“We are afraid to care too much, for fear that the other person does not care at all.”
“Make your interactions with people transformational, not just transactional.”
I just finished the latest book by Bernard Cornwell. If you have never read Cornwell, you are doing your self a disservice. He writes well researched, keep-you-on-the-edge of your seat historical fiction. The book I just finished, War of the Wolf, is set in England at a time when Christian kings were trying to unite the country against the Danes, and the so-called pagans.
Uthred is the unofficial king of Northumbria, which is officially ruled by his son-in-law King Sigtryggr. As a sub-plot of the book King Edward is forcing Sigtryggr to swear fealty to him and become a Christian. This despite the fact that in Northumbria citizens are allowed to worship as they see fit. Sigtryggr does not want to swear allegiance, but he recognizes the disadvantage he finds himself with.
Uthred and he are discussing the pending swearing of allegiance which leads Sigtryggr to make the following statement about why he is agreeing to sign the proposed allegiance.
“I have the Scots to the north, my fellow Norseman to the west. And Saxons to the south, and fewer than two thousand men to fight them all. And that is why I am here.”
I stopped for a minute and thought, that is not unlike the situation that Metro Nashville Public Schools often seems to find themselves in. Truth is, I’d wager that it’s the circumstances that the very institution of public schools finds itself in. Public Education as we know it is under the constant threat of attack. This week and old force raised a new banner.
Per an article in the Tennessean, several local charter school leaders have been meeting informally over the last several months to address common challenges. That’s a good thing because through collaboration solutions are often more readily found then through the lens of one individual. The problem comes with the move to formalize the collaboration under the umbrella of an organization that has been politically active, the Tennessee Charter School Center.
According to the Tennessean, the goal is, “forming a collective in an effort to learn from one another and leverage resources”. And according to that press release “Talent Recruitment” is one of those resources. Furthermore, they claim that the formation of this formal collaboration will allow them to better communicate with MNPS. Huh?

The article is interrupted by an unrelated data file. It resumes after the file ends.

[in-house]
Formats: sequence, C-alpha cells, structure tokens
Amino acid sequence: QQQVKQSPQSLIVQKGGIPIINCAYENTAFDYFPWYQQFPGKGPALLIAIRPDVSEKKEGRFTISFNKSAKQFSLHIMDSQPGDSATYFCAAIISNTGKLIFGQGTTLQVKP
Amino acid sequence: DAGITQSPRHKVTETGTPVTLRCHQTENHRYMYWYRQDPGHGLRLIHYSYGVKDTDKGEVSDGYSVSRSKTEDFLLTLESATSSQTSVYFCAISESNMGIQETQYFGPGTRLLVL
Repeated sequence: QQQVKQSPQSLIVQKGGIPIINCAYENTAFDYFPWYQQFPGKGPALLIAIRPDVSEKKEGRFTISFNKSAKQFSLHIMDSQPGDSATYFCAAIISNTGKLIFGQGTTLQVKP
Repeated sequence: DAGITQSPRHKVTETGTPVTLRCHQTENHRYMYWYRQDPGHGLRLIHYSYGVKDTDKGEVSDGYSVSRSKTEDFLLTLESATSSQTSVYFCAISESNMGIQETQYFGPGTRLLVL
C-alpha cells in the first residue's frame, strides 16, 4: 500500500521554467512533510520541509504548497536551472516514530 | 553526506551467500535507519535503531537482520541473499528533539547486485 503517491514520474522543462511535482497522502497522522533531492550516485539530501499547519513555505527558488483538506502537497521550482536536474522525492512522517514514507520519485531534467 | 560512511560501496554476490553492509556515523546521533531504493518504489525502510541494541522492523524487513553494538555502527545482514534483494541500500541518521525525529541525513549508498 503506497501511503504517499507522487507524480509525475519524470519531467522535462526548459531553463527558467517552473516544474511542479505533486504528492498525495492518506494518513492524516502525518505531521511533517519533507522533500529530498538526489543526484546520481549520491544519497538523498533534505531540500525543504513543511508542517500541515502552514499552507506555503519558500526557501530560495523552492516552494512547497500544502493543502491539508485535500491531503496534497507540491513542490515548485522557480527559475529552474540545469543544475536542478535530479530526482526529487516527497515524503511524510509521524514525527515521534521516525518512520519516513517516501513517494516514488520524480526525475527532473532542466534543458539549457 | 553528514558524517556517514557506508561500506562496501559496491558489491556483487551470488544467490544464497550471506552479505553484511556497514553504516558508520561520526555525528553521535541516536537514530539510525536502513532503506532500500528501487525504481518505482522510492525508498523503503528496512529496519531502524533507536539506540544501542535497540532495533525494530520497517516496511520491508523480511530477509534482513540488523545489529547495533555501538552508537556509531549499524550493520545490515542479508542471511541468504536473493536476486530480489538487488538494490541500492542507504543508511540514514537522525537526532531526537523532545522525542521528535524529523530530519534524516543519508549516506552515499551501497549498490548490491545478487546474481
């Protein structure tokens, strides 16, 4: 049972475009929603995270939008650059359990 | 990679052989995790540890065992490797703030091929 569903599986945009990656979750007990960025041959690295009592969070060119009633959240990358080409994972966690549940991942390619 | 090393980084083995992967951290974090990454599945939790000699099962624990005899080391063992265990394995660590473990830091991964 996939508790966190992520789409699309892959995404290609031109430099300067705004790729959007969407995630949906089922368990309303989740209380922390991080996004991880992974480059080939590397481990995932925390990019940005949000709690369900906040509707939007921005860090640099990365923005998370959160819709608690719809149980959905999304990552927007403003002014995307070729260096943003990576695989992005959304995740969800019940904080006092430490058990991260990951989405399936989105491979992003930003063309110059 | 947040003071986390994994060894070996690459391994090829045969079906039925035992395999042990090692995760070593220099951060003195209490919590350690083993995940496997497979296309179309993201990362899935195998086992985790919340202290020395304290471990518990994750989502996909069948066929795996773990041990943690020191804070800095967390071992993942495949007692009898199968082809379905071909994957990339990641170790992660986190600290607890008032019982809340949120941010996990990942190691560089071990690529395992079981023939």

Does MNPS not already have an office of charter schools? Does Dennis Queen not already have the reputation as the man who walks central office with nothing ever in his hands? Why are we paying him $155k a year if the charter schools need to form a collaboration in order to better communicate with MNPS? Of course, that begs the question, what are we paying him for the period?
But we all know that none of the previous reasons is why formal collaboration is being established. The reason for the formation of this collaboration is for the reason it’s always been, to grow the brand. If it was about educating kids, then the charters would take the relative anonymity that they’ve been given over the last two years and use that space to improve student outcomes. Outcomes for some members that are in definite need of improvement. I dare anyone of those involved in the new collaboration to argue that every one of those schools involved is a “high performing” charter schools. Because guess what, that not what has been said privately over the last year.
Let’s take a deeper look at the “success stories”. Something I’ve held off on doing this for the last year because my focus has been elsewhere and I’ve got no problem with schools that are serving their families and focusing on educating kids. I have repeatedly stated that I have no desire whatsoever to continue with the endless debate over charter schools, however, I will defend something that I believe in when it’s under attack and this creation of a collaboration is a sign of a pending attack.
Valor Flagship Academy. Doing an awesome job right? Setting records. Blowing the doors off MNPS schools. Let’s peel the onion back a minute. How many kids do you think are enrolled? Try 270. Of that 270, 14% are black and 15% are Hispanic. Yet Hispanic and Black kids make up 50% of suspensions. 49% of their students are considered impoverished. Vallor Collegiate SE is 230 kids. 19% black, 23% Hispanic and 50% white. 42% of out of school suspensions are by black students with 11% being Hispanic. 56% get free and reduced lunch.